In London, for example, King’s College used data from air quality monitors put on school children’s backpacks to determine that kids were exposed to five times more nitrogen dioxide on their commute than when they were at school. London parents also used devices to measure pollution, pressuring administrators to enforce no-idle zones in pick up and drop-off lanes and form walking buses, in which children walk to school along a specific route that avoids auto exhaust.

People can also use these devices to see a bigger-picture shift in local or national air quality, by uploading their real-time measurements to crowdsourced sites like the PurpleAir Network and AirVisual. These apps let people automatically upload their data and get real-time mapping of air quality in their area and around the world. And as more people voluntarily share their data online, the clearer the map of the pollution will get, says Singer.

During last year’s California wildfires, the PurpleAir Network saw 100 times more traffic to the site. “People use it like a weather report, figuring out where they’ll take their kids to play, where they’ll go to hike or cycle,” says Adrian Dybwad, PurpleAir founder.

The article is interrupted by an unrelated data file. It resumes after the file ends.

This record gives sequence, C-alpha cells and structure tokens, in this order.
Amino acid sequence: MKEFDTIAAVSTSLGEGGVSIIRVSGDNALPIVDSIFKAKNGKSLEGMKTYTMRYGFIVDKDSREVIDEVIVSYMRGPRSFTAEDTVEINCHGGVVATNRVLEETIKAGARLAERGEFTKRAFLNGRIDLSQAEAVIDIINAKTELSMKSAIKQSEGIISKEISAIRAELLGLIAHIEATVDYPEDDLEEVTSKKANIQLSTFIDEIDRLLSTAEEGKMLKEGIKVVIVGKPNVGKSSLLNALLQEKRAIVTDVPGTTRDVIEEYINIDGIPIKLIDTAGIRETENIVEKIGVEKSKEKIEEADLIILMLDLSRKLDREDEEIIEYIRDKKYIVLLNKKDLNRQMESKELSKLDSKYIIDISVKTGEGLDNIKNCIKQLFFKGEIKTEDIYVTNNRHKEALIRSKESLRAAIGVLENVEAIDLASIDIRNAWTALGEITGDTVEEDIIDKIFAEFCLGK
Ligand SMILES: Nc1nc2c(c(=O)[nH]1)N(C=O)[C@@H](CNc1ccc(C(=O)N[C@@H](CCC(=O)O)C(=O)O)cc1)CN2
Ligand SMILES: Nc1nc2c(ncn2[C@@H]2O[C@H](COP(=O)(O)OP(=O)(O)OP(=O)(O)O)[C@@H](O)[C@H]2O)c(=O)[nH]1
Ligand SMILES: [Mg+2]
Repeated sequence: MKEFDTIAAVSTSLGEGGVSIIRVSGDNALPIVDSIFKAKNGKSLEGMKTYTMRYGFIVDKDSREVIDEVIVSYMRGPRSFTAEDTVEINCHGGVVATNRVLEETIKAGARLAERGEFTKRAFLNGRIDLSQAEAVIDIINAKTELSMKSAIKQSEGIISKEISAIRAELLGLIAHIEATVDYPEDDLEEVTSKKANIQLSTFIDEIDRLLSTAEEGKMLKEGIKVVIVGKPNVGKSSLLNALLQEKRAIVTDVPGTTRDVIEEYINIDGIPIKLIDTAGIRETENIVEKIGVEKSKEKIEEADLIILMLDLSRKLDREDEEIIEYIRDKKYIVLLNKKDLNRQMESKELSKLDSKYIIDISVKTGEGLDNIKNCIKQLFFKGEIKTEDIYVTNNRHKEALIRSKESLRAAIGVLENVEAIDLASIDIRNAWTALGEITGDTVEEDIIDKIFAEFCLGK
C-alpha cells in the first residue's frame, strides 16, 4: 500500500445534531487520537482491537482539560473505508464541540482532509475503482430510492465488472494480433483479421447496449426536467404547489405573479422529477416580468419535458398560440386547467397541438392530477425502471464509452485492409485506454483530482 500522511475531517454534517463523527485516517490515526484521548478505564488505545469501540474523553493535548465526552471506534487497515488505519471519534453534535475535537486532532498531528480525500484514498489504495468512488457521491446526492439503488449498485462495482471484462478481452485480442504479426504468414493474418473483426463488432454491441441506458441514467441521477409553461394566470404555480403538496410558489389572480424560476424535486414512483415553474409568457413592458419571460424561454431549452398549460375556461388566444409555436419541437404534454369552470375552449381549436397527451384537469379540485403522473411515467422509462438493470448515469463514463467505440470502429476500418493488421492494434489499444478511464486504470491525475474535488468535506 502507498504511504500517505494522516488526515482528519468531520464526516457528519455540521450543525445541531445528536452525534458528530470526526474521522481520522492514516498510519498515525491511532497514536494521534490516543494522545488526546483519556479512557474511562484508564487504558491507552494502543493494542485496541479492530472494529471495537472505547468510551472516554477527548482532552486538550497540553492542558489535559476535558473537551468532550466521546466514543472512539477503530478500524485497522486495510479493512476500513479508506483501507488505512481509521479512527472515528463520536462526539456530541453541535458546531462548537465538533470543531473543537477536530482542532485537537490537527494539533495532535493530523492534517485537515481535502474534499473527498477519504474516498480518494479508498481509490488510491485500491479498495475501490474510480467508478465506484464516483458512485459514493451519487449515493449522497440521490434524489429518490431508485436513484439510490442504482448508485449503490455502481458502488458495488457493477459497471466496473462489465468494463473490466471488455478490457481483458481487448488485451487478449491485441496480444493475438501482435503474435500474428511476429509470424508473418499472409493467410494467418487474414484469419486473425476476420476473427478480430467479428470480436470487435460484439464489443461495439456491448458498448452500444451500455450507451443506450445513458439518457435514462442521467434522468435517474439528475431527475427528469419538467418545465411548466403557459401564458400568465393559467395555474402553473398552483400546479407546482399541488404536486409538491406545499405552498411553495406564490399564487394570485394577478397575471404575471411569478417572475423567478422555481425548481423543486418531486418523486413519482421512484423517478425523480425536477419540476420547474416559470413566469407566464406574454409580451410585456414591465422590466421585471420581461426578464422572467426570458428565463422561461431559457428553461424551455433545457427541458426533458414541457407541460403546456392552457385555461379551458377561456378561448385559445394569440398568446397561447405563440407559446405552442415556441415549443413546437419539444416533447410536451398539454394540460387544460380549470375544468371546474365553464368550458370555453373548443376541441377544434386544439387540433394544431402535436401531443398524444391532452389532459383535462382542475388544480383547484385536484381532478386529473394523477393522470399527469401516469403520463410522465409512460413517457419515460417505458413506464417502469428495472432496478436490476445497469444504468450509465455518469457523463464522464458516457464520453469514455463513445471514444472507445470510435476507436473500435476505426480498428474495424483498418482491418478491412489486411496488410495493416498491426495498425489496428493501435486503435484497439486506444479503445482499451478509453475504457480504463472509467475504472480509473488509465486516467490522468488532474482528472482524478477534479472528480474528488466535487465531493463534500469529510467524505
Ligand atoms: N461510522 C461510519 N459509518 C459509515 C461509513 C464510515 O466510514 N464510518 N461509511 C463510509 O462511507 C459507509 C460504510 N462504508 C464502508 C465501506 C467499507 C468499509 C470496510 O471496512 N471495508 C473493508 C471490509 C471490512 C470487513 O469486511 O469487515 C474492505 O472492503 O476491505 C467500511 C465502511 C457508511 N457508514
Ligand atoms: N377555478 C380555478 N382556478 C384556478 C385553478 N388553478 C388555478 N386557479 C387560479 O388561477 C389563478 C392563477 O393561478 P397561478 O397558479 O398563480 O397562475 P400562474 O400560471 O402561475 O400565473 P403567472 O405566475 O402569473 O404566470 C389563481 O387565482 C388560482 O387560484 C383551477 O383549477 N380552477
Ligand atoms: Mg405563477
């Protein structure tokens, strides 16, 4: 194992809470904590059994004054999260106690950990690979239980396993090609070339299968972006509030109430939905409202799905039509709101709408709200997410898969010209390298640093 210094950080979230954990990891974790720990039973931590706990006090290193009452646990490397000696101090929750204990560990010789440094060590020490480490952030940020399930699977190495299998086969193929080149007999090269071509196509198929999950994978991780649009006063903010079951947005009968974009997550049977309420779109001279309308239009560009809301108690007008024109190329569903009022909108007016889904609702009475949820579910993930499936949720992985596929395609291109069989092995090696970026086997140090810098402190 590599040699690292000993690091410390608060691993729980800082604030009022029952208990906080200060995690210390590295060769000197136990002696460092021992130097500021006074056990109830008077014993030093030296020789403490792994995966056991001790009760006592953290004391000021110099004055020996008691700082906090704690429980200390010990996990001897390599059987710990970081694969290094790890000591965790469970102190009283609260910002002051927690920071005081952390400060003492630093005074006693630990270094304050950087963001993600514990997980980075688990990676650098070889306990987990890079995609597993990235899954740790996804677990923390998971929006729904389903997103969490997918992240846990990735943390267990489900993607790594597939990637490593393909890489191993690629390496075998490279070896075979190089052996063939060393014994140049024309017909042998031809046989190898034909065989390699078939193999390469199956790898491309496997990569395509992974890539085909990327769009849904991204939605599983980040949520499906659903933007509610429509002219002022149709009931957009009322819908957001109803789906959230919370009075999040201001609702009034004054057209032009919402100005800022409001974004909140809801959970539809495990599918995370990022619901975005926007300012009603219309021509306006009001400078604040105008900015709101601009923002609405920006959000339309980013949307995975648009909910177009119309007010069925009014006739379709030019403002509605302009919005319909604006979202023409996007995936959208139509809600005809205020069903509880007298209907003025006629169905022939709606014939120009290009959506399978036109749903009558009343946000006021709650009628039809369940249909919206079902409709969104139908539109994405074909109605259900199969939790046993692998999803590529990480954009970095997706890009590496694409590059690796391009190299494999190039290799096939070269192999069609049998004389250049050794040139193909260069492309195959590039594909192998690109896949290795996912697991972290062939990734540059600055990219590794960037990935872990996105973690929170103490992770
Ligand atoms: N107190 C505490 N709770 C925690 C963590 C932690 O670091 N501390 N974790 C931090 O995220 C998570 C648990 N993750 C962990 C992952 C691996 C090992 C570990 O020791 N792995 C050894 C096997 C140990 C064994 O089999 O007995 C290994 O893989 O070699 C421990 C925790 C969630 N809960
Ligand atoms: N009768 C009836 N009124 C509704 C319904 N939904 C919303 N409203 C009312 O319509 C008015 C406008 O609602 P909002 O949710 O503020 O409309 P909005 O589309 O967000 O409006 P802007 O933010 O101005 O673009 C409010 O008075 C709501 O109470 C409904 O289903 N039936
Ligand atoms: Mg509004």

This promise of empowering individuals with information is what initially inspired Plume Labs CEO Romain Lacombe to develop his company’s air quality monitor, Flow.

For example, Lacombe points out that air quality monitors assisted residents in their campaign to press the city of Toulon in South France to electrify a busy shipping port, which people had long suspected contributed to air pollution. Earlier this year, citizens gathered air quality data and brought the results to the media. The move brought more exposure to their effort, which ultimately cleaned up the air at the port. “This lets people come to the table with evidence that can drive change,” says Lacombe.